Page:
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Thursday, June 04, 2009

Pepe Escobar: The shadow war in Balochistan

Just when Iran and Pakistan had reached a key Pipelineistan breakthrough, regional violence exploded involving, once again, "the greatest prize" Balochistan (Please see Balochistan is the greatest prize, May 9, 2009, Asia Times Online.) The key question to ask is, as usual, cui bono?, or "Who profits?" What's behind this new, bloody intersection of Pipelineistan and the former "global war on terror" - a key theme US President Barack Obama would not dare touch in his Cairo address on Thursday to the "Muslim world"? On May 22 in Tehran , Pakistani President Asif Ali Zardari and Iranian President Mahmud Ahmadinejad finally signed a preliminary agreement, after 14 long years of negotiations, to build the Iran-Pakistan (IP) pipeline, formerly the Iran-Pakistan-India (IPI), or "peace pipeline". (The final deal should, in theory, be sealed in less than two weeks.) The decision brazenly defied Washington's diktat. (Please see Pipelineistan goes Iran-Pak, May 29, 2009, Asia Times Online.)

On May 28 in Zahedan, in Sistan-Balochistan province in Iran, the Pakistan-based, hardcore Sunni, ultra-anti-Shi'ite outfit Jundallah ("Soldiers of God") claimed responsibility for a suicide bombing inside the Amir al-Momenin mosque that killed 25 people and wounded 125. The timing and the circumstances could not be more suspicious. Tehran simply cannot understand how Islamabad could not contain Jundallah after it has been offered key, on-the-ground intelligence. Tehran had told the Pakistani ambassador, M B Abbasi, that three Pakistanis - Haji Noti Zehi, Gholam Rasoul Zehi and Zabihollah Naroui - had confessed to smuggling explosives into Iran from Balochistan and passing them over to the suicide bomber. The trio was subsequently hanged in public in Zahedan on May 30.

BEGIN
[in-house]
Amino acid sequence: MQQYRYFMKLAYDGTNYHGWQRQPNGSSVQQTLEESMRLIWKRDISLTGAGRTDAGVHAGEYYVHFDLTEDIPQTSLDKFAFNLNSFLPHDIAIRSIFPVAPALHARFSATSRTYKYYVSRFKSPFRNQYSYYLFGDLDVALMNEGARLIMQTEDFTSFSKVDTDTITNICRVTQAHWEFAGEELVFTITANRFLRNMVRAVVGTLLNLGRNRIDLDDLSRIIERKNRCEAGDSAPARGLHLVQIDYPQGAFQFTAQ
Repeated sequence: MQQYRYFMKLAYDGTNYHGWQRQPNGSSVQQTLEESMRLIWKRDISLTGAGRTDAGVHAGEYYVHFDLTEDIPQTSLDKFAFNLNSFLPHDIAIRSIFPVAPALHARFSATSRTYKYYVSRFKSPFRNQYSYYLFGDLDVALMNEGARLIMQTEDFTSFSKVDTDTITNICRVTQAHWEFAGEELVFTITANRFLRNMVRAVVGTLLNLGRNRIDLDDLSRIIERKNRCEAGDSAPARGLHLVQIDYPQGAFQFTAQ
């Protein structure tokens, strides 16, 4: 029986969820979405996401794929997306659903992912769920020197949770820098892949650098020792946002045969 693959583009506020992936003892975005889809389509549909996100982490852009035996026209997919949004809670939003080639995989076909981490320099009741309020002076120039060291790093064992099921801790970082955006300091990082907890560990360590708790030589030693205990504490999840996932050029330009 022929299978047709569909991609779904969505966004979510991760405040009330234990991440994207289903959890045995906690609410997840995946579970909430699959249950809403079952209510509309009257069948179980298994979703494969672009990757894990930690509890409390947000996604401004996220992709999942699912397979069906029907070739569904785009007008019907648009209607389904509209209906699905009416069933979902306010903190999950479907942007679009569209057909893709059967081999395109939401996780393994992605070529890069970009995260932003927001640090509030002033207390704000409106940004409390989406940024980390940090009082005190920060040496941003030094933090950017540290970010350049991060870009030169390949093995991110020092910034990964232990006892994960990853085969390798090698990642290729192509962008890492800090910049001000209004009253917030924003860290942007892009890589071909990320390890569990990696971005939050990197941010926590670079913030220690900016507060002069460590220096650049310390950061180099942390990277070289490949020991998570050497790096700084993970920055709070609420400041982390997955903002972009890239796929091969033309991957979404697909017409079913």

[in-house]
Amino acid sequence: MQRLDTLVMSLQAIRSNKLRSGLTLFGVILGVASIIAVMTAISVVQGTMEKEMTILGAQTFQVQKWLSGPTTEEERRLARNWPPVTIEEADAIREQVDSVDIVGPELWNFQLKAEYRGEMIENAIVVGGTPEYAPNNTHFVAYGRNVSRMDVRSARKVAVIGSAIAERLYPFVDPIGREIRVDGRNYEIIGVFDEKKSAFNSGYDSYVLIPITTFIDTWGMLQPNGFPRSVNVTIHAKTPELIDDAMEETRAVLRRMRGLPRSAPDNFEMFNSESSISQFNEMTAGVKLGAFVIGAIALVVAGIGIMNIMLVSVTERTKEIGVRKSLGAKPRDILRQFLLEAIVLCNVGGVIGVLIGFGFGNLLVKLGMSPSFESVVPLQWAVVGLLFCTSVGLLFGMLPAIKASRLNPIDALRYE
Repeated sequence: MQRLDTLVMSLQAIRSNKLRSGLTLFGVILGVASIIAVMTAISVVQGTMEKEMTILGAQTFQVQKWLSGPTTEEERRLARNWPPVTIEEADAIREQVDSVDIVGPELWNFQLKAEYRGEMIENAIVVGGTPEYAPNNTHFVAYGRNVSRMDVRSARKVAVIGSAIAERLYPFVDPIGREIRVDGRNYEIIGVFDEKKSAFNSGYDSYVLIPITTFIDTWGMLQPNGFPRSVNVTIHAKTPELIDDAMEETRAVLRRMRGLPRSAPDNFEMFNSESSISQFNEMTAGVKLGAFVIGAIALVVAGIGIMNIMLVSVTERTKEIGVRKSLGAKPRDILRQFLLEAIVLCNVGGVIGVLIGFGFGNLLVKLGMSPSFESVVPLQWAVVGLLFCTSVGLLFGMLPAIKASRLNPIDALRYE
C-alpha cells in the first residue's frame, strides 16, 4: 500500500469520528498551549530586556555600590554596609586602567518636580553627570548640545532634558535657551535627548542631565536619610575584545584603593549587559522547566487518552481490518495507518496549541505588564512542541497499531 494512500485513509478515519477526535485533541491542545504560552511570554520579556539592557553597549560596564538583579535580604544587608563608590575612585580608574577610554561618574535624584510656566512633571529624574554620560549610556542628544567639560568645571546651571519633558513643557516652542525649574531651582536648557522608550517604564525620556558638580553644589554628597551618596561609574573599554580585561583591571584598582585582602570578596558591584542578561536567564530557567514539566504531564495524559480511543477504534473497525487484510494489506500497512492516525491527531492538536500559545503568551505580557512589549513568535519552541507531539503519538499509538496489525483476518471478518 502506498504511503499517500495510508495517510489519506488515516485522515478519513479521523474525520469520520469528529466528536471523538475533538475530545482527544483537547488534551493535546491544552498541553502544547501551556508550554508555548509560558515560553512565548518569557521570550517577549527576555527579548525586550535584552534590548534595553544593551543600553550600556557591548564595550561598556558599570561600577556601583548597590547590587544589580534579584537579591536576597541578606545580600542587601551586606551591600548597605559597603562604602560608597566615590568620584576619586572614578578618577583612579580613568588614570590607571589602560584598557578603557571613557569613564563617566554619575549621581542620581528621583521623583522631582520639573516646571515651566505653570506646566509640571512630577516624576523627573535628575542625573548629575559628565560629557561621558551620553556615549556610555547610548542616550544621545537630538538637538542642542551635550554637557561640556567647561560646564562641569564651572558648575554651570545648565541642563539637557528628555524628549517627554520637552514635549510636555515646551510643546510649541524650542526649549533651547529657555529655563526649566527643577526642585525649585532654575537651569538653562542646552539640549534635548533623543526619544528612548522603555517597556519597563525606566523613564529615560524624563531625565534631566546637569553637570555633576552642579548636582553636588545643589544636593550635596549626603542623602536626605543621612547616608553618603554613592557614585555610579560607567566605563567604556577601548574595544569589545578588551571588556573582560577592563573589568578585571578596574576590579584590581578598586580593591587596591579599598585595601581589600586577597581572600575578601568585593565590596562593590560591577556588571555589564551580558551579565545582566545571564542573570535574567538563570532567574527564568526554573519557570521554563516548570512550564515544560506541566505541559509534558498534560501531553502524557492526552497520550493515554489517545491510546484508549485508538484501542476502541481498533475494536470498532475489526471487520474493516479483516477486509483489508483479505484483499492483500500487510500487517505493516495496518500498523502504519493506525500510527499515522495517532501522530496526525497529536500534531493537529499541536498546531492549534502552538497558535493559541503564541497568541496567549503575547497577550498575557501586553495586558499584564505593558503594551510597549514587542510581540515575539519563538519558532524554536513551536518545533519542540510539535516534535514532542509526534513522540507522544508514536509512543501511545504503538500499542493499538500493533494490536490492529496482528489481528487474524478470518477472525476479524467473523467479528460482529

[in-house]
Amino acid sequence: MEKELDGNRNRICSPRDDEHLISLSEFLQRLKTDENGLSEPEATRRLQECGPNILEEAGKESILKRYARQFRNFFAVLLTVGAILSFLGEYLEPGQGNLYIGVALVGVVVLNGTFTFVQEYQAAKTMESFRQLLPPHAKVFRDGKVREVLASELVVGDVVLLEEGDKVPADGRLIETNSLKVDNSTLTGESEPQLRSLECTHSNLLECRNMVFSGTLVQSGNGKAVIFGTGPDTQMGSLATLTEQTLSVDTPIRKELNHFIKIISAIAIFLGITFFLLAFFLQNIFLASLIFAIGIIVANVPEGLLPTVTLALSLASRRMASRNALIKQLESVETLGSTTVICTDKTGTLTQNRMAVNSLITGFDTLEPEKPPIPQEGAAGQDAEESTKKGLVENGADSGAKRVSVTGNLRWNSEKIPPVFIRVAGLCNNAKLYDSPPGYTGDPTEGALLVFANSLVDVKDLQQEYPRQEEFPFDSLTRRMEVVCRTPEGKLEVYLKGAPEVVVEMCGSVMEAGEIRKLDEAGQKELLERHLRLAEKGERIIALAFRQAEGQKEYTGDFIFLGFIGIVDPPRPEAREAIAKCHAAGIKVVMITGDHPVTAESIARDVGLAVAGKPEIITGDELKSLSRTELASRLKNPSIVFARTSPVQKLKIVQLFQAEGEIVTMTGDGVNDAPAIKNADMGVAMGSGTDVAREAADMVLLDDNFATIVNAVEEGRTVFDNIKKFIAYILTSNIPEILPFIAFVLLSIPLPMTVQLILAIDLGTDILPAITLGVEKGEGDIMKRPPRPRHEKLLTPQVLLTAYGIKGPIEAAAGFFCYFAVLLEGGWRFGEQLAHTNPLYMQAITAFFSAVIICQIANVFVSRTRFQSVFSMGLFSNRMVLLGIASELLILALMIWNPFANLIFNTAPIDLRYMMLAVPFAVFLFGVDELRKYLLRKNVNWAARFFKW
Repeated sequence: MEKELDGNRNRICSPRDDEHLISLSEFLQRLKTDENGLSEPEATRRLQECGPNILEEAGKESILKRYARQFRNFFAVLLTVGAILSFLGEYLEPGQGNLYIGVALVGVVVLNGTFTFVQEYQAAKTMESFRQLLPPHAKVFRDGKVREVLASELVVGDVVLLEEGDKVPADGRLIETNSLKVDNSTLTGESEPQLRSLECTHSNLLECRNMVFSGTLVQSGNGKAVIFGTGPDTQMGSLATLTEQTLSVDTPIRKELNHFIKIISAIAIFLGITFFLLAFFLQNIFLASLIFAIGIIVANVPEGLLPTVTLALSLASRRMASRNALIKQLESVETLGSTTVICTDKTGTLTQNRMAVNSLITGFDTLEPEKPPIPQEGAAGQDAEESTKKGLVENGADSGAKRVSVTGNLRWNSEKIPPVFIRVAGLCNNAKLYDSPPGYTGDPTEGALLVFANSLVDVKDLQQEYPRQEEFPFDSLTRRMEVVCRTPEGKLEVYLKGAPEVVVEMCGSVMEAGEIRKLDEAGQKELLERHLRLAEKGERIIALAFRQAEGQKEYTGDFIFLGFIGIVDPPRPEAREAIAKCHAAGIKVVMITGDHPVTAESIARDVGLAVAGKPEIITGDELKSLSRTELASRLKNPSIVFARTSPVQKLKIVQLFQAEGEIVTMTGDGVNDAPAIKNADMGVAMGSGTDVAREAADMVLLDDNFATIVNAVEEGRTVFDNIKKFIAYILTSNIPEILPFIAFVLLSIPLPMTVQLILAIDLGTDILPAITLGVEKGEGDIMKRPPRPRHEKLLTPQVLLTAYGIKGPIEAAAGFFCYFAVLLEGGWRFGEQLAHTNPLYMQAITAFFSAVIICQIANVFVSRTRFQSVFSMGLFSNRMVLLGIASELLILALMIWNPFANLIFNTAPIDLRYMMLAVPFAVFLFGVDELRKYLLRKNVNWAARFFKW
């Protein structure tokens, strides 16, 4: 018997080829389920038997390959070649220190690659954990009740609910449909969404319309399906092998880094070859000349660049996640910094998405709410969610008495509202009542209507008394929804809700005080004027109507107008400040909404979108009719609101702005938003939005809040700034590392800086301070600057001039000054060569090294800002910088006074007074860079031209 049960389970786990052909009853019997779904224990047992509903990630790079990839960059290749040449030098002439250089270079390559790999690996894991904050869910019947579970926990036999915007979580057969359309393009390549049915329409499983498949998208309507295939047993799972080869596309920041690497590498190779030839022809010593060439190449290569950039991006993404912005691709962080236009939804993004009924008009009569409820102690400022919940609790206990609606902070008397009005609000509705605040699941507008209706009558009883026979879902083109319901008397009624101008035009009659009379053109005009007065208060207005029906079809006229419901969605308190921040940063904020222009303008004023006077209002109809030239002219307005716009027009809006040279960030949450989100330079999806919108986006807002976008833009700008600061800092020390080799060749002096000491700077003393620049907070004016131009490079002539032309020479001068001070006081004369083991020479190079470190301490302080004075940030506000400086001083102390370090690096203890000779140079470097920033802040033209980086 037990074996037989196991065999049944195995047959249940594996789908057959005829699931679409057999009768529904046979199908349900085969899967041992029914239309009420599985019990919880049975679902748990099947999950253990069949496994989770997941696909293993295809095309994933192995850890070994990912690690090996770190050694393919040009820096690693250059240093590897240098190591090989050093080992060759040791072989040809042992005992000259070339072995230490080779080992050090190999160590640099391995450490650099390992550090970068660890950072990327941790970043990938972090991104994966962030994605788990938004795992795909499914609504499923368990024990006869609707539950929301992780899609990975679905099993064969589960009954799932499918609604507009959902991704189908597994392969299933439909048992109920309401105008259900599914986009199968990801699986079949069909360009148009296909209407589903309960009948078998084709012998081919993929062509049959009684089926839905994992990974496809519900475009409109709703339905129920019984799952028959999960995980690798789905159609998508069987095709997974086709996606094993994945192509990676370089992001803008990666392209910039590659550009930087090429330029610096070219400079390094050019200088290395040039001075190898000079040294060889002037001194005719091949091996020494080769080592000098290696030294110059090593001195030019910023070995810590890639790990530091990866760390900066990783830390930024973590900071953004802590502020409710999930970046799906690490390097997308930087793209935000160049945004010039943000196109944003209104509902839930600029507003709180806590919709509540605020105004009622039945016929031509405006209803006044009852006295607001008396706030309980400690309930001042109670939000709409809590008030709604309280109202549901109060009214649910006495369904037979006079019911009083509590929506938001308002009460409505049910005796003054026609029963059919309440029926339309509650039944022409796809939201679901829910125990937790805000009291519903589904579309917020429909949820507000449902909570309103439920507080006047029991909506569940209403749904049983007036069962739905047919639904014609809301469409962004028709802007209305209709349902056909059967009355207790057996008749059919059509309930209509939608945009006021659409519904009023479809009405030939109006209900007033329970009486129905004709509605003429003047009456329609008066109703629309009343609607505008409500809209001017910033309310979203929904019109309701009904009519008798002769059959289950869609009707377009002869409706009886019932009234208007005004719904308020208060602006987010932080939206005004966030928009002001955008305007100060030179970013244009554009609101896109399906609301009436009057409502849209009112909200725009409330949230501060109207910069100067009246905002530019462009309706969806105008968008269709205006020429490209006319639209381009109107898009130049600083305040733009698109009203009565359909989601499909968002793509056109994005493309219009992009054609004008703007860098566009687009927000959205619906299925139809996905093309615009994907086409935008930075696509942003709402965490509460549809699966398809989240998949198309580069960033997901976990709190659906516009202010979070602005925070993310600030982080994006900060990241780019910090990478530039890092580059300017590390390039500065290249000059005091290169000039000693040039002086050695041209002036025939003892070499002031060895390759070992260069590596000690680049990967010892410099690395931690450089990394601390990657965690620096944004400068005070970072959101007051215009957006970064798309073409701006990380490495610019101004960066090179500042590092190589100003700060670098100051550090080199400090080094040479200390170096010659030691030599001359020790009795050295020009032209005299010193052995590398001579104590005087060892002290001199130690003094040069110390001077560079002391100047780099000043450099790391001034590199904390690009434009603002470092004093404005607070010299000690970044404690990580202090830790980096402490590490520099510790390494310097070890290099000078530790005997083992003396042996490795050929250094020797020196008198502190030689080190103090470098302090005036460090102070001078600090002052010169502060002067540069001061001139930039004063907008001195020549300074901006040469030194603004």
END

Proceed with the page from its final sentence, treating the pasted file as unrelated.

Both Washington and Islamabad have tended to ignore Jundallah's anti-Iran activities. Well, not really, because under the George W Bush-era Jundallah was co-opted by US intelligence for regime change purposes in Iran. As for the Pakistani angle, will the Pakistani Inter-Services Intelligence (ISI) finally move against Jundallah, as it seems to be moving against Baitullah Mehsud's Taliban? In principle, this should be a no-brainer; according to the Fars News Agency, the chief of the Iranian Armed Forces, General Hassan Firouzabadi, informed Islamabad of Rigi's exact location.

How better to apply Petraeus' tactics than to expand these teams into destabilizing Iran and preventing Iran and Pakistan from closer integration via a key Pipelineistan node - an integration that also benefits China? That is achievable with a Balochistan mired in chaos. From the Pentagon's point of view, China profiting from the Baloch port of Gwadar to be supplied with Iranian gas is anathema. Islamabad may not be allowed by Washington to take out Jundallah after all. Shadowplay rules.


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